Topical steroid preparations, when used correctly as directed by your doctor, are a safe and effective treatment. It is not uncommon to experience burning or stinging in the first few days of applying these preparations. If topical steroids, in particular the stronger ones, are used for long periods of time they can results in changes to the skin where it is being applied e.g. thinning, bruising, stretch marks, folliculitis, loss of skin pigment and hair growth. 

Nasal Sprays 

Steroid nasal sprays are used to treat the symptoms of allergic rhinitis (inflammation/swelling in the nose caused by an inhaled allergen e.g. pollen, house dust mite) and help to reduce this inflammation/swelling. These rarely cause side effects. Some people can get dryness and bleeding in the nose. If this occurs stop using the nasal spray for a few days and then restart.  


Oral steroids, e.g. prednisolone, are usually only used for a short period of time. The most common side effects are heartburn/indigestion, weight gain (if used long term) and difficulty sleeping.  

Taking your tablets in the morning with breakfast can help to prevent indigestion, heartburn and sleeping difficulties. Eating a healthy, balanced diet and exercising regularly can help to prevent weight gain and osteoporosis. If they are taken for longer time periods (>2-3 months) or in very high doses they can cause side effects, e.g. osteoporosis, problems with the adrenal system.  

Key Message: It is important not to stop taking steroids suddenly, especially if you have been taking them for a long time. You must speak to your doctor before you stop, as for some patients there is a need for the medication to be reduced gradually. 

Are there any alternative medications that are safe to use for allergic conditions?

The majority of alternative medicines available offer no scientific evidence to support their use or benefit over conventional medications. Prescribed medications need to go through very strict processes and trials before being available for patient use. In some cases alternative medications can be harmful and may interfere with other medications being taken. 

They can also be very expensive. It is important to discuss any medications or treatments you are considering taking with a health professional. Your GP or pharmacist should be able to advise you on the right medication for your individual signs and symptoms.  

Where would I go/who would I speak to if I wasn’t sure how to use my allergy medications?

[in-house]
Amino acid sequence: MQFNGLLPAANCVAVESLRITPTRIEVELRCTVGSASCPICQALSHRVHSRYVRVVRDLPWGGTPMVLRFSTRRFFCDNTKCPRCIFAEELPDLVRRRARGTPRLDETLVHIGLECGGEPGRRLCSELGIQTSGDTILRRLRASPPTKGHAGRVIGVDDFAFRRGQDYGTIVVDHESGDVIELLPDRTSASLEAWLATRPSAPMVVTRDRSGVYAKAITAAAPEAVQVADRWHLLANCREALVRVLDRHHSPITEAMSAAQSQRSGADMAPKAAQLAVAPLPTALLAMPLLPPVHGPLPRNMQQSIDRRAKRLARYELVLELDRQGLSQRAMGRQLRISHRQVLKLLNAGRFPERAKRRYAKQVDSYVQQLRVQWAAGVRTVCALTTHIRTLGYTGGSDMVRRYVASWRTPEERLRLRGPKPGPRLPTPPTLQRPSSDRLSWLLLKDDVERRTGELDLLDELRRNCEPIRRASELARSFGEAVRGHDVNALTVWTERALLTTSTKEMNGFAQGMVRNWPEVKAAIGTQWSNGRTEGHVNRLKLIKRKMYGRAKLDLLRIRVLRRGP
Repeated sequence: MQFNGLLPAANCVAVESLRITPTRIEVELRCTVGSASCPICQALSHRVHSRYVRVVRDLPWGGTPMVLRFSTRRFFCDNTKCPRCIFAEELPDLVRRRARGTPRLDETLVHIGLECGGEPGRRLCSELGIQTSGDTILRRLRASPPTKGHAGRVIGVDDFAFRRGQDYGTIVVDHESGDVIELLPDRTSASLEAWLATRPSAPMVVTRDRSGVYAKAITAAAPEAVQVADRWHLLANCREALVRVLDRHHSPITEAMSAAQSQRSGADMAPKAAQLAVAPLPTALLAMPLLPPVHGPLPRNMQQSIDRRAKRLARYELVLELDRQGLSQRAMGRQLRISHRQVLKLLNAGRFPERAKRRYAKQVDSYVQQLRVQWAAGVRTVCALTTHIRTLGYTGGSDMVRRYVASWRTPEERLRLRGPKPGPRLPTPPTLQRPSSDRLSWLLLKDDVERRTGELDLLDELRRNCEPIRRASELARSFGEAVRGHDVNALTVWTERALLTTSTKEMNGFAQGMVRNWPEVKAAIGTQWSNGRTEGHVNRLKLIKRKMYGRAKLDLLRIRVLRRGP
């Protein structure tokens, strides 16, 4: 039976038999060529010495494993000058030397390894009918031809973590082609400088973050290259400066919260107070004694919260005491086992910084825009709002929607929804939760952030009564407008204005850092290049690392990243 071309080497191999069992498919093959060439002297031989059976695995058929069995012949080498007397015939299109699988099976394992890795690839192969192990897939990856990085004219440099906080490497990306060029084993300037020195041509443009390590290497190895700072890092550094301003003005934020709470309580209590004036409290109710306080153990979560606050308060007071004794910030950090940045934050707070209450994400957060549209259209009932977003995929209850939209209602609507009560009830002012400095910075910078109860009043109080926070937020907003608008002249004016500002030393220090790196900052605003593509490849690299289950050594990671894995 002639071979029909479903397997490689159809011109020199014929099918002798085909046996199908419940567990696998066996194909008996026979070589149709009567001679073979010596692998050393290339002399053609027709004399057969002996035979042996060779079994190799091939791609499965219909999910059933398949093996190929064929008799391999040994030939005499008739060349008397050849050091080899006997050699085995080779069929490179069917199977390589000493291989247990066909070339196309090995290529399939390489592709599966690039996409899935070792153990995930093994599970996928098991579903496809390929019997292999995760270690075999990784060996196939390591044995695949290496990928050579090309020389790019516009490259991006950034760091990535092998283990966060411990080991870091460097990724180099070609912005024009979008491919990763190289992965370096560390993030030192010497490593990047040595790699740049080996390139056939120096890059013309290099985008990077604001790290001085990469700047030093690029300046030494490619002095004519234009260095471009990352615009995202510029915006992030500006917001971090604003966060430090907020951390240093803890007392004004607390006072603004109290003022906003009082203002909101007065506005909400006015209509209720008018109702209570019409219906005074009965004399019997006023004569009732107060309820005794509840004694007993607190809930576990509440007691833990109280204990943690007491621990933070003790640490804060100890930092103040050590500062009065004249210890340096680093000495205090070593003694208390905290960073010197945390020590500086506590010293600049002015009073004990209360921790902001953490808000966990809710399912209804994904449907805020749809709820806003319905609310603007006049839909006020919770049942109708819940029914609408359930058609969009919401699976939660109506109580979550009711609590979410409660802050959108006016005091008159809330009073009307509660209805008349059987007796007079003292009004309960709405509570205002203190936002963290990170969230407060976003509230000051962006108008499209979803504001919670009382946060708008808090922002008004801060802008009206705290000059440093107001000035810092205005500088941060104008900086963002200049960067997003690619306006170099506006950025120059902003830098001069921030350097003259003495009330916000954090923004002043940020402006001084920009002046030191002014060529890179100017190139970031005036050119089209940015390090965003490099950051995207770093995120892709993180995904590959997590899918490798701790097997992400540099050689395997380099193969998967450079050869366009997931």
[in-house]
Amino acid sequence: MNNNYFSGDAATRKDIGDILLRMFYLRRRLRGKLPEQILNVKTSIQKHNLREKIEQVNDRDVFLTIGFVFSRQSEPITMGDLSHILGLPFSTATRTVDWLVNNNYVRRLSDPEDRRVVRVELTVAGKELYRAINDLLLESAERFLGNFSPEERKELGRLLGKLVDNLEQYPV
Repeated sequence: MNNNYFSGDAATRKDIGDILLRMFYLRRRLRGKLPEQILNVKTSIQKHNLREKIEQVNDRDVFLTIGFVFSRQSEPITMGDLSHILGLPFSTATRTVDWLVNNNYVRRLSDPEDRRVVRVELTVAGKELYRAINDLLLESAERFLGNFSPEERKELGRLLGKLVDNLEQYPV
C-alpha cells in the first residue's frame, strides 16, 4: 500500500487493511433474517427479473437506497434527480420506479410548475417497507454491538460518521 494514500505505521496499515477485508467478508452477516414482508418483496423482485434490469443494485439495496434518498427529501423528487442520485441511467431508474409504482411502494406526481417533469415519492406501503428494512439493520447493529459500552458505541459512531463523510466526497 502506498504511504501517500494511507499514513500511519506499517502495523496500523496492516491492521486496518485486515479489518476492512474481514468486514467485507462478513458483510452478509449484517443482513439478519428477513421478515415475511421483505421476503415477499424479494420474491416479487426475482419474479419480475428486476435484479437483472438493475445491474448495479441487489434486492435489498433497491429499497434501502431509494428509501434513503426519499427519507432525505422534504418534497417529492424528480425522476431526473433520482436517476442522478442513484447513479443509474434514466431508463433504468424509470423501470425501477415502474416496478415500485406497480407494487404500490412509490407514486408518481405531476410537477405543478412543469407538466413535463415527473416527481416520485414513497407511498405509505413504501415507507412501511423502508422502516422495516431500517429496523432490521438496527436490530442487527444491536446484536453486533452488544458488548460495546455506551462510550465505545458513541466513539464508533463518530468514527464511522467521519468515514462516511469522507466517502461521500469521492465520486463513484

A pharmacist is well placed to educate you on how to use your allergy medication and devices at the time of dispensing or on request. Your GP or nurse should also be able to do this. In the unlikely event that they are not able to help they will be able to advise you on where to find the information you need. 

It has been recommended that I take more than the licensed dose of antihistamines. Is this safe?

In certain conditions, for example chronic spontaneous urticaria, your allergy specialist or GP may recommend high doses of antihistamines. Although this is higher than the licensed dose, it will have been observed in clinical practice as beneficial and recommended within national and international guidelines. It is not advisable to take more than four times the licensed dose.  

I am lactose intolerant, should I avoid medications that contain lactose?

Many medicines contain lactose as an inactive ingredient, also known as an excipient. The amount of lactose contained in each tablet is very small and is not usually enough to trigger symptoms of lactose intolerance in most people. However it can cause problems if you are particularly sensitive to lactose or taking several medications. There may be lactose free versions of your tablets available and liquids, where available, are good alternatives, as they tend not to contain lactose. Your pharmacist will be able to advise you on this. 



1. Powell RJ et al (2015). BSACI guideline for the management of chronic urticarial and angioedema. Clinical & Experimental Allergy; 45: 547-565.

2. Zuberbier T et al (2014). The EAACI/GA2 LEN/EDF/WAO Guideline for the definition, classification, diagnosis, and management of urticaria: the 2013 revision and update. Allergy; 69(7): 868-887.

3. UKMi. Medicines Q&A 29.7: Which medicines can be used to treat intermittent allergic rhinitis during pregnancy? Accessed at https:// [Accessed on 15/03/2017] 

4. Joint Formulary Committee. British National Formulary (online) London: BMJ Group and Pharmaceutical Press [Accessed on 15/03/2017]

5. UKMi. Medicines Q&A 206.2: Which oral antihistamines are safe to use whilst breastfeeding? Accessed at [Accessed on 15/03/2017]